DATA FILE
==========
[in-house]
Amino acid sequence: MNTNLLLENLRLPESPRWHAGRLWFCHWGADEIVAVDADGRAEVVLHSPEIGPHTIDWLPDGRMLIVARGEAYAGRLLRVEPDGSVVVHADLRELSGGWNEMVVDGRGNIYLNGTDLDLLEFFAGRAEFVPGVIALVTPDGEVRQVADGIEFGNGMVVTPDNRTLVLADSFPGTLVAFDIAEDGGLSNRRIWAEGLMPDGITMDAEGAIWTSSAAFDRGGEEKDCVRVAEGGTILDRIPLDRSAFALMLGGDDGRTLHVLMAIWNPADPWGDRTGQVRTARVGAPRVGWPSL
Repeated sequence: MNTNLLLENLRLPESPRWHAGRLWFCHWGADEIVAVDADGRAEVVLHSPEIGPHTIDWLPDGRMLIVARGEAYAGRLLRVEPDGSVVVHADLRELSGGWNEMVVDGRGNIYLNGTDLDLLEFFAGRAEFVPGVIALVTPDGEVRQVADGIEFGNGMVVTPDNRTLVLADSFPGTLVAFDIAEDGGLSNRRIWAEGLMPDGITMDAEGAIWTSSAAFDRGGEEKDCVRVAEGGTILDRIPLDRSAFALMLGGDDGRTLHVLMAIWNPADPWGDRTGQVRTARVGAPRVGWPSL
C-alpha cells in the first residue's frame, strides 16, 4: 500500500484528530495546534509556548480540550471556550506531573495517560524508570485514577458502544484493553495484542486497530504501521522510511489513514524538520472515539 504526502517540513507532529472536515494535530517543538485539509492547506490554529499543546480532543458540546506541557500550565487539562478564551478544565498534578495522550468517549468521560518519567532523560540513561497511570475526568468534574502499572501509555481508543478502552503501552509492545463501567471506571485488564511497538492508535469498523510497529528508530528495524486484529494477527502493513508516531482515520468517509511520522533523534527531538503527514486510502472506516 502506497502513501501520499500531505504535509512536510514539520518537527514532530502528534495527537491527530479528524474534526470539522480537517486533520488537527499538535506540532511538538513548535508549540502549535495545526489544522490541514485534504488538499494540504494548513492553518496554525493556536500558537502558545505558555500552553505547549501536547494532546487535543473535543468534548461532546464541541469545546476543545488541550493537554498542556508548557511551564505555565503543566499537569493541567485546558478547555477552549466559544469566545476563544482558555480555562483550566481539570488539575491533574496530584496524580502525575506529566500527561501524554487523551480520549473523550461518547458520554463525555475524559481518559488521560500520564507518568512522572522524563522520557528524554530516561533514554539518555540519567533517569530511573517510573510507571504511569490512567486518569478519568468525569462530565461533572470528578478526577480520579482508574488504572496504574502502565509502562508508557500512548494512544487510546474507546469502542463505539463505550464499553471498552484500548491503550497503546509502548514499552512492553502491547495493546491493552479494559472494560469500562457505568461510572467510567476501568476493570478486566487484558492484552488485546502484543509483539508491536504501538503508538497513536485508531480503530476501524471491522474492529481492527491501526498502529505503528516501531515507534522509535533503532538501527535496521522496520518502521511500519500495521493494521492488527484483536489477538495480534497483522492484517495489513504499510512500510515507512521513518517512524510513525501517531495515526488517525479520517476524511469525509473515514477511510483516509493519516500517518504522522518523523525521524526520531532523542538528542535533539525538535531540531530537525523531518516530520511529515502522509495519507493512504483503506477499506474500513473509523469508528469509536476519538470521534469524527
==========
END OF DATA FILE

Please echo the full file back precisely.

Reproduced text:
[in-house]
Amino acid sequence: MNTNLLLENLRLPESPRWHAGRLWFCHWGADEIVAVDADGRAEVVLHSPEIGPHTIDWLPDGRMLIVARGEAYAGRLLRVEPDGSVVVHADLRELSGGWNEMVVDGRGNIYLNGTDLDLLEFFAGRAEFVPGVIALVTPDGEVRQVADGIEFGNGMVVTPDNRTLVLADSFPGTLVAFDIAEDGGLSNRRIWAEGLMPDGITMDAEGAIWTSSAAFDRGGEEKDCVRVAEGGTILDRIPLDRSAFALMLGGDDGRTLHVLMAIWNPADPWGDRTGQVRTARVGAPRVGWPSL
Repeated sequence: MNTNLLLENLRLPESPRWHAGRLWFCHWGADEIVAVDADGRAEVVLHSPEIGPHTIDWLPDGRMLIVARGEAYAGRLLRVEPDGSVVVHADLRELSGGWNEMVVDGRGNIYLNGTDLDLLEFFAGRAEFVPGVIALVTPDGEVRQVADGIEFGNGMVVTPDNRTLVLADSFPGTLVAFDIAEDGGLSNRRIWAEGLMPDGITMDAEGAIWTSSAAFDRGGEEKDCVRVAEGGTILDRIPLDRSAFALMLGGDDGRTLHVLMAIWNPADPWGDRTGQVRTARVGAPRVGWPSL
C-alpha cells in the first residue's frame, strides 16, 4: 500500500484528530495546534509556548480540550471556550506531573495517560524508570485514577458502544484493553495484542486497530504501521522510511489513514524538520472515539 504526502517540513507532529472536515494535530517543538485539509492547506490554529499543546480532543458540546506541557500550565487539562478564551478544565498534578495522550468517549468521560518519567532523560540513561497511570475526568468534574502499572501509555481508543478502552503501552509492545463501567471506571485488564511497538492508535469498523510497529528508530528495524486484529494477527502493513508516531482515520468517509511520522533523534527531538503527514486510502472506516 502506497502513501501520499500531505504535509512536510514539520518537527514532530502528534495527537491527530479528524474534526470539522480537517486533520488537527499538535506540532511538538513548535508549540502549535495545526489544522490541514485534504488538499494540504494548513492553518496554525493556536500558537502558545505558555500552553505547549501536547494532546487535543473535543468534548461532546464541541469545546476543545488541550493537554498542556508548557511551564505555565503543566499537569493541567485546558478547555477552549466559544469566545476563544482558555480555562483550566481539570488539575491533574496530584496524580502525575506529566500527561501524554487523551480520549473523550461518547458520554463525555475524559481518559488521560500520564507518568512522572522524563522520557528524554530516561533514554539518555540519567533517569530511573517510573510507571504511569490512567486518569478519568468525569462530565461533572470528578478526577480520579482508574488504572496504574502502565509502562508508557500512548494512544487510546474507546469502542463505539463505550464499553471498552484500548491503550497503546509502548514499552512492553502491547495493546491493552479494559472494560469500562457505568461510572467510567476501568476493570478486566487484558492484552488485546502484543509483539508491536504501538503508538497513536485508531480503530476501524471491522474492529481492527491501526498502529505503528516501531515507534522509535533503532538501527535496521522496520518502521511500519500495521493494521492488527484483536489477538495480534497483522492484517495489513504499510512500510515507512521513518517512524510513525501517531495515526488517525479520517476524511469525509473515514477511510483516509493519516500517518504522522518523523525521524526520531532523542538528542535533539525538535531540531530537525523531518516530520511529515502522509495519507493512504483503506477499506474500513473509523469508528469509536476519538470521534469524527